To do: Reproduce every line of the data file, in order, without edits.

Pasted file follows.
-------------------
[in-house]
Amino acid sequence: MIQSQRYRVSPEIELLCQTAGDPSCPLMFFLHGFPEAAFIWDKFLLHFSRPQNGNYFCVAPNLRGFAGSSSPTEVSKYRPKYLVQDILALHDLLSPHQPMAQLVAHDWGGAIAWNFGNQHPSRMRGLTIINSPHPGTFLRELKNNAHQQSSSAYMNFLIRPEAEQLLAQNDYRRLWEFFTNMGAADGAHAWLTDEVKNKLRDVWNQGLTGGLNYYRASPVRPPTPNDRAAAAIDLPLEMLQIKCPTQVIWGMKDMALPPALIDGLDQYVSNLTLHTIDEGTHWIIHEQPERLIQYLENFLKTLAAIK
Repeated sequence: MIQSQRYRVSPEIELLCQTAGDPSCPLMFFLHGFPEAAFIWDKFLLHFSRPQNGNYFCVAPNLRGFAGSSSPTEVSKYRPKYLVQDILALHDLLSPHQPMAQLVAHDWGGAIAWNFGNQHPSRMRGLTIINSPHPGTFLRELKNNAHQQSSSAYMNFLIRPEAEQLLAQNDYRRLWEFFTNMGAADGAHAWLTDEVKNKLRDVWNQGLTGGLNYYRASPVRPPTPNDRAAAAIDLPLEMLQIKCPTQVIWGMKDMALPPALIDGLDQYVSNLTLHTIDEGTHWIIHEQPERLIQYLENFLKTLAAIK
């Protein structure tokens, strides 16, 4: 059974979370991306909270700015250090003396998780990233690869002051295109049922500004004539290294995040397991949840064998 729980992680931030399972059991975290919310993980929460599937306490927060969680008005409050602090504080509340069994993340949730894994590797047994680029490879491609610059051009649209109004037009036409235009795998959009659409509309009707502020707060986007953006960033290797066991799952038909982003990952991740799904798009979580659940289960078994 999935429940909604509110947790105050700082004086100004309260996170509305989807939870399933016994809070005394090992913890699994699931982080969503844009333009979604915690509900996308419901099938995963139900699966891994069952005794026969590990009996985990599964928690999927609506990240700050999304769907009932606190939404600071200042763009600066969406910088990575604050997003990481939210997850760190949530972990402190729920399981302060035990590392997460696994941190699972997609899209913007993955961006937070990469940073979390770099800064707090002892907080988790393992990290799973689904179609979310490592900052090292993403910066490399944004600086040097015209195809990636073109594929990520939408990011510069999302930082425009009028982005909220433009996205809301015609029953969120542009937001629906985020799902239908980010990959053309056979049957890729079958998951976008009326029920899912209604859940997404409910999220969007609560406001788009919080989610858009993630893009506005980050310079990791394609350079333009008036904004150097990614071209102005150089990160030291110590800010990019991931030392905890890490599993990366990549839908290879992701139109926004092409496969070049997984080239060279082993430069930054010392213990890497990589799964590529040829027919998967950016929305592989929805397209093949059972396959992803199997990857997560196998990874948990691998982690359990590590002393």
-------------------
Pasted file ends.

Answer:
[in-house]
Amino acid sequence: MIQSQRYRVSPEIELLCQTAGDPSCPLMFFLHGFPEAAFIWDKFLLHFSRPQNGNYFCVAPNLRGFAGSSSPTEVSKYRPKYLVQDILALHDLLSPHQPMAQLVAHDWGGAIAWNFGNQHPSRMRGLTIINSPHPGTFLRELKNNAHQQSSSAYMNFLIRPEAEQLLAQNDYRRLWEFFTNMGAADGAHAWLTDEVKNKLRDVWNQGLTGGLNYYRASPVRPPTPNDRAAAAIDLPLEMLQIKCPTQVIWGMKDMALPPALIDGLDQYVSNLTLHTIDEGTHWIIHEQPERLIQYLENFLKTLAAIK
Repeated sequence: MIQSQRYRVSPEIELLCQTAGDPSCPLMFFLHGFPEAAFIWDKFLLHFSRPQNGNYFCVAPNLRGFAGSSSPTEVSKYRPKYLVQDILALHDLLSPHQPMAQLVAHDWGGAIAWNFGNQHPSRMRGLTIINSPHPGTFLRELKNNAHQQSSSAYMNFLIRPEAEQLLAQNDYRRLWEFFTNMGAADGAHAWLTDEVKNKLRDVWNQGLTGGLNYYRASPVRPPTPNDRAAAAIDLPLEMLQIKCPTQVIWGMKDMALPPALIDGLDQYVSNLTLHTIDEGTHWIIHEQPERLIQYLENFLKTLAAIK
């Protein structure tokens, strides 16, 4: 059974979370991306909270700015250090003396998780990233690869002051295109049922500004004539290294995040397991949840064998 729980992680931030399972059991975290919310993980929460599937306490927060969680008005409050602090504080509340069994993340949730894994590797047994680029490879491609610059051009649209109004037009036409235009795998959009659409509309009707502020707060986007953006960033290797066991799952038909982003990952991740799904798009979580659940289960078994 999935429940909604509110947790105050700082004086100004309260996170509305989807939870399933016994809070005394090992913890699994699931982080969503844009333009979604915690509900996308419901099938995963139900699966891994069952005794026969590990009996985990599964928690999927609506990240700050999304769907009932606190939404600071200042763009600066969406910088990575604050997003990481939210997850760190949530972990402190729920399981302060035990590392997460696994941190699972997609899209913007993955961006937070990469940073979390770099800064707090002892907080988790393992990290799973689904179609979310490592900052090292993403910066490399944004600086040097015209195809990636073109594929990520939408990011510069999302930082425009009028982005909220433009996205809301015609029953969120542009937001629906985020799902239908980010990959053309056979049957890729079958998951976008009326029920899912209604859940997404409910999220969007609560406001788009919080989610858009993630893009506005980050310079990791394609350079333009008036904004150097990614071209102005150089990160030291110590800010990019991931030392905890890490599993990366990549839908290879992701139109926004092409496969070049997984080239060279082993430069930054010392213990890497990589799964590529040829027919998967950016929305592989929805397209093949059972396959992803199997990857997560196998990874948990691998982690359990590590002393």